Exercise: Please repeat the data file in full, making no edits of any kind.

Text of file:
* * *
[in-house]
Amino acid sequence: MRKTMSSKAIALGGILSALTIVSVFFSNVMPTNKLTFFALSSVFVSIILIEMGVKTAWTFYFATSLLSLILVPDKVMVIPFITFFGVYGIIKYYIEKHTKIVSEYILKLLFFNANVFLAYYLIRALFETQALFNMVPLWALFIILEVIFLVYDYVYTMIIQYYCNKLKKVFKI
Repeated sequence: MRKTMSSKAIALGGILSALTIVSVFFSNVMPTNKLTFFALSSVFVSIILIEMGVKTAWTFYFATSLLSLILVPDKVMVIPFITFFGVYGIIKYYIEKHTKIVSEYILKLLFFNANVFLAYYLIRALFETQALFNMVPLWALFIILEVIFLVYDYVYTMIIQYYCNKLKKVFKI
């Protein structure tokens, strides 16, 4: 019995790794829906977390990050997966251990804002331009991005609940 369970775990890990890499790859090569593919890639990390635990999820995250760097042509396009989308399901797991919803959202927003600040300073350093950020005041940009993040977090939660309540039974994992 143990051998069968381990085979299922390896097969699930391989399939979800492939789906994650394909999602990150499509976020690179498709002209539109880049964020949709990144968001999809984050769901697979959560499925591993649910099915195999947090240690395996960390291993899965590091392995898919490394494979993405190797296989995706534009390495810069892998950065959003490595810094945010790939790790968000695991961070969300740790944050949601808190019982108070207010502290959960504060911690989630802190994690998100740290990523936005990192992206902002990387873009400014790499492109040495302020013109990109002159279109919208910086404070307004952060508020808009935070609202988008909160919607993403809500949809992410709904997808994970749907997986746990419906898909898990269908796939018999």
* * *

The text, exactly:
[in-house]
Amino acid sequence: MRKTMSSKAIALGGILSALTIVSVFFSNVMPTNKLTFFALSSVFVSIILIEMGVKTAWTFYFATSLLSLILVPDKVMVIPFITFFGVYGIIKYYIEKHTKIVSEYILKLLFFNANVFLAYYLIRALFETQALFNMVPLWALFIILEVIFLVYDYVYTMIIQYYCNKLKKVFKI
Repeated sequence: MRKTMSSKAIALGGILSALTIVSVFFSNVMPTNKLTFFALSSVFVSIILIEMGVKTAWTFYFATSLLSLILVPDKVMVIPFITFFGVYGIIKYYIEKHTKIVSEYILKLLFFNANVFLAYYLIRALFETQALFNMVPLWALFIILEVIFLVYDYVYTMIIQYYCNKLKKVFKI
């Protein structure tokens, strides 16, 4: 019995790794829906977390990050997966251990804002331009991005609940 369970775990890990890499790859090569593919890639990390635990999820995250760097042509396009989308399901797991919803959202927003600040300073350093950020005041940009993040977090939660309540039974994992 143990051998069968381990085979299922390896097969699930391989399939979800492939789906994650394909999602990150499509976020690179498709002209539109880049964020949709990144968001999809984050769901697979959560499925591993649910099915195999947090240690395996960390291993899965590091392995898919490394494979993405190797296989995706534009390495810069892998950065959003490595810094945010790939790790968000695991961070969300740790944050949601808190019982108070207010502290959960504060911690989630802190994690998100740290990523936005990192992206902002990387873009400014790499492109040495302020013109990109002159279109919208910086404070307004952060508020808009935070609202988008909160919607993403809500949809992410709904997808994970749907997986746990419906898909898990269908796939018999």